Understanding Oxygen Therapy

Oxygen therapy is a treatment that provides you with extra oxygen, a gas that your body needs to work well. Normally, your lungs absorb oxygen from the air. However, some diseases and conditions can prevent you from getting enough oxygen.

Oxygen therapy helps you function better and be more active. Concentrated oxygen is supplied by an oxygen concentrator. It flows through a tube and is delivered to your lungs in one of the following ways:

  1. Through a nasal cannula, which consists of two small plastic tubes, or prongs, that are placed in both nostrils.
  2. Through a face mask, which fits over your nose and mouth.
The amount of energy production in the human body is mostly from the chemical regeneration of adenosine triphosphate (ATP) according to the needs of the body and is primarily dependent on oxygen first, and nutrients second. The production of energy from the intake of food rests on oxygen delivery from blood to tissues, and then into the cell. Oxygen deficiency can be defined as the combined individual effect of critically reduced oxygen transport to the tissues, critically reduced oxygen utilization of the tissues, and critically increased oxygen requirements of the tissues in the wake of illness and disorder. Disease and disorder rotates around oxygen first, nutrients second. This is a pivotal concept of all therapeutics.

The quest for oxygen therapies is based on research into individual diseases of old age, and has delivered unequivocal clinical breakthroughs. Attempts to treat most age-related diseases using high dose vitamins, minerals, herbs and antioxidant supplements have been very helpful, yet in some cases equally disappointing, despite the clear benefits of a healthy diet. Marginal results of natural therapeutics begins and ends in a patient who is not getting enough oxygen to the tissues. This core fundamental stares us in our face, and is the failure of our therapeutic and medical institutions and schools to recognize this.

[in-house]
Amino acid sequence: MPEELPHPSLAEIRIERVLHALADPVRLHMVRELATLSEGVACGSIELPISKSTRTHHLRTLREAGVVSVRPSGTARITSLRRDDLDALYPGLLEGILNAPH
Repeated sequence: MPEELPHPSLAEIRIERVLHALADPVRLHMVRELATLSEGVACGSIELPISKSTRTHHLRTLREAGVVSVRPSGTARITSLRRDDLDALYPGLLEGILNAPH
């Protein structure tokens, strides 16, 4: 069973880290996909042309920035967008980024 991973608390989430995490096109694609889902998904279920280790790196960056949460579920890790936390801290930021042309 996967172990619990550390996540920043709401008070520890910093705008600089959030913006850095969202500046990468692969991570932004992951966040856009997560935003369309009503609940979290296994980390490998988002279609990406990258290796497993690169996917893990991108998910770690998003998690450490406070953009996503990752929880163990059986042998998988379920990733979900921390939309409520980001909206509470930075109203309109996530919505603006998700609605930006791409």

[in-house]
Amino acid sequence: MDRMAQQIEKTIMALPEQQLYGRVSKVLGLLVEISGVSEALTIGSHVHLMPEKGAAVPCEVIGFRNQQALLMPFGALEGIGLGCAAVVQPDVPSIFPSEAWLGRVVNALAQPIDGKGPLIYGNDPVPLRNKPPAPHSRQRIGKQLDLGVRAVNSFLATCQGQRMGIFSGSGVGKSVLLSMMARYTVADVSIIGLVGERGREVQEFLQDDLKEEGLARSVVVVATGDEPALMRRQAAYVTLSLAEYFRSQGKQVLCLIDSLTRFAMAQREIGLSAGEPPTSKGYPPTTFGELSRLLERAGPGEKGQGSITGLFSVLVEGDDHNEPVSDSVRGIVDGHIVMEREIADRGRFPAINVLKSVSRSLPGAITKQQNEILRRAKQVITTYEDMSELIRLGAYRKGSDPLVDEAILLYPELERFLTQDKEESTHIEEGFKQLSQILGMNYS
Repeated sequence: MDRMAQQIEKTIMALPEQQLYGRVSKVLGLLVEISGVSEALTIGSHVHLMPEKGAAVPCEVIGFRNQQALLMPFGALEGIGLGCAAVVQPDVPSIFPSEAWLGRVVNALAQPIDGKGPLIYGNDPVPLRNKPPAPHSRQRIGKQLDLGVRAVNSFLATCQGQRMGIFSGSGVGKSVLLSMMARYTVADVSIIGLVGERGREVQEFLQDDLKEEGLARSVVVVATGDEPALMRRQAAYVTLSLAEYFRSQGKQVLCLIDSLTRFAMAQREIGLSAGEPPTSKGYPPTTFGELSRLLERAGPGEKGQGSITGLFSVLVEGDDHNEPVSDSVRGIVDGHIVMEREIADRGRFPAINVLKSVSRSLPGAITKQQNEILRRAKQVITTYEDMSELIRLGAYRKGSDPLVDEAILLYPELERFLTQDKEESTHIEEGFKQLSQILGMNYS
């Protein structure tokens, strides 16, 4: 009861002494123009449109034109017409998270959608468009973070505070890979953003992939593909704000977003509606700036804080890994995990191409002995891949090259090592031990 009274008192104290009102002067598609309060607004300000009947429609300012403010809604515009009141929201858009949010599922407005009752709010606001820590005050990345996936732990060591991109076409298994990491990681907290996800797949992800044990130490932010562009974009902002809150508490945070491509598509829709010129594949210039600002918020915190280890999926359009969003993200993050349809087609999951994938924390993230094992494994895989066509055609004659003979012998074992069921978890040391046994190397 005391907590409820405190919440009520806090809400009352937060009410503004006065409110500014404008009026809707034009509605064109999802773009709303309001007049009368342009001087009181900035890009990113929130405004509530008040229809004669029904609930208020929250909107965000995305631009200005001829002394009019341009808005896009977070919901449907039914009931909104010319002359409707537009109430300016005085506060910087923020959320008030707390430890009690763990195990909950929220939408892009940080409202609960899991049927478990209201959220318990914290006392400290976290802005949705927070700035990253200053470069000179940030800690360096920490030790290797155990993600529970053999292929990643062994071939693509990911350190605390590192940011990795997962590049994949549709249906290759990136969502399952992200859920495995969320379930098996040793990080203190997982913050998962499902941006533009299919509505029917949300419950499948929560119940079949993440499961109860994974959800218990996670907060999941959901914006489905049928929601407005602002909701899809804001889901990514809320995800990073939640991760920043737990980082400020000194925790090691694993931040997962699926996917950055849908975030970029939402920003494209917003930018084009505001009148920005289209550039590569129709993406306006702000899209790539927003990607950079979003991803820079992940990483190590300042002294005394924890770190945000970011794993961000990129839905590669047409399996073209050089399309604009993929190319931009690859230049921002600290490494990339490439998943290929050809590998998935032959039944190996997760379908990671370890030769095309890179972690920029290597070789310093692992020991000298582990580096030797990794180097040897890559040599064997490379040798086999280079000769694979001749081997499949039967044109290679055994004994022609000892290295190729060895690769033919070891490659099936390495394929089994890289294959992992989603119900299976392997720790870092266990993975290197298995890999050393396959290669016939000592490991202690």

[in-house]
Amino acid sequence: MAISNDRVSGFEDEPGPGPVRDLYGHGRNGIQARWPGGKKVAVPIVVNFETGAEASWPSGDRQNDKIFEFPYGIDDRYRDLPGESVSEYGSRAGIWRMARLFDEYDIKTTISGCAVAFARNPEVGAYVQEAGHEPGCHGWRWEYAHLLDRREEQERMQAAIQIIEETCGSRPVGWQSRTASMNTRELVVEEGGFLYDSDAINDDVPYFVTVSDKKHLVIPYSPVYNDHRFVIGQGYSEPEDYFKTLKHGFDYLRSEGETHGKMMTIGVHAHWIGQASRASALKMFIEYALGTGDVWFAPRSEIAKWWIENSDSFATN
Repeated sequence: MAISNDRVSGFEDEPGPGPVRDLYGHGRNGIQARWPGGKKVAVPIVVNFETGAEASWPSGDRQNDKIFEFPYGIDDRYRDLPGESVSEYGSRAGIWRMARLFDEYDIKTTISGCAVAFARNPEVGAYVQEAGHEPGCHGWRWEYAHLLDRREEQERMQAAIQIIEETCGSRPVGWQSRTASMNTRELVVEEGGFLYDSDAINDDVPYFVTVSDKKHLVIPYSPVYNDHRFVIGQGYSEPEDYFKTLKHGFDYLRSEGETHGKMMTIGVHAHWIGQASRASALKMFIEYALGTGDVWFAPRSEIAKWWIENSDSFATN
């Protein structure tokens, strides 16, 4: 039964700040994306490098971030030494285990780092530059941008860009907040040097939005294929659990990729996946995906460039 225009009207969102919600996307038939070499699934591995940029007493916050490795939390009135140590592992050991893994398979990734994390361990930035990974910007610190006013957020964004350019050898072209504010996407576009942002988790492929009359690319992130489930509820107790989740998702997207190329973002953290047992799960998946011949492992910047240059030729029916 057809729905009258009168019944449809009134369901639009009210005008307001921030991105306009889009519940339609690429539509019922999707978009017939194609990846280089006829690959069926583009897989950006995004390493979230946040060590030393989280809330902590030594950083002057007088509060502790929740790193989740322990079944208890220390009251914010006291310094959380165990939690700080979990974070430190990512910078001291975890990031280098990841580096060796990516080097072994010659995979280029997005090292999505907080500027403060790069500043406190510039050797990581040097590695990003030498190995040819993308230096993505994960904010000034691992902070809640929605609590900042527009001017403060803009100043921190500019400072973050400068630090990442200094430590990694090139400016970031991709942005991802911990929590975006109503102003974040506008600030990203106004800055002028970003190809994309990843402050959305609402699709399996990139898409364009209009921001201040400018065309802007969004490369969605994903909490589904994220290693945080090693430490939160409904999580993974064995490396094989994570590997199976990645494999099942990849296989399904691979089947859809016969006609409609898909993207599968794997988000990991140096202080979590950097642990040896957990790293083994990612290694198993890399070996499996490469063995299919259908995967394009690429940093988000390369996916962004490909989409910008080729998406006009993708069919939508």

The double-agent theory of Lane is a new, unifying synthesis that draws on flaws in leading theories of biological aging, leading to a unifying concept: a tradeoff between oxidative stress as a critical redox signal that marshals genetic defenses against physiological stress (such as toxicity and infection) and oxidative stress (free radicals) as a cause of and age-related disease. Thus aging is caused by free radicals, and its rate and speed modulated by genetics. Epigenetics describes the study of dynamic alterations in the transcriptional potentials of a cell, alterations which may or may not be heritable, which can be triggered by vaccines and chemical pollutants, but the end result is still free radical damage.

The stress responses and aging have been linked by redox-sensitive transcription factors, such as NFkappaB. Aging, bottom line, is a function of rising intracellular oxidative stress caused by free radicals, rather than chronological time, but this relationship is obscured because free-radical leakage from mitochondria also tends to rise with age.

Mitochondrial leakage and reduced energy production produces a genetic response which mirrors that following infection, but because mitochondrial leakage is continuous and the shift in gene expression is persistent, leads to the chronic inflammation characteristic of old age.

Age-related diseases are thus the price we pay for loss of redox control of stress-gene expression. Because the selective pressure favoring the stress response in youth is stronger than degenerative diseases after reproductive (hormonal) decline, we may be homeostatically resistant to antioxidant supplements that 'swamp' the redox switches that are normally part of our physiology. Taking antioxidant supplements while ignoring oxygen requirements is aging on the installment plan.

Furthermore, because genetic selection takes place predominantly in the reductive homeostatic environment of youth, genes associated with age-related diseases are not inherently damned, they do not inevitably express a total negative effect over time, but are simply less effective in the oxidizing conditions of old age. The quest for therapies based on molecular genetics drives pharmaceutical research into individual diseases of old age, but has failed to deliver an unequivocal clinical breakthrough. Gene therapies for age-related diseases are unlikely to succeed unless oxidative stress can be controlled physiologically, thereby altering the activity and function of potentially hundreds of genes.

The diseases of old age are the result for the way that we are set up to handle physiological stresses, such as infections, in our youth. Infections and age-related diseases are linked by oxidative stress - an imbalance in the production and elimination of oxygen and nitrogen free radicals, and other related species - but the outcomes are opposed: resistance to stress in youth and vulnerability to disease in old age. The failure to subdue the rising oxidative cellular stress is a primary cause of aging which rotates around oxygen.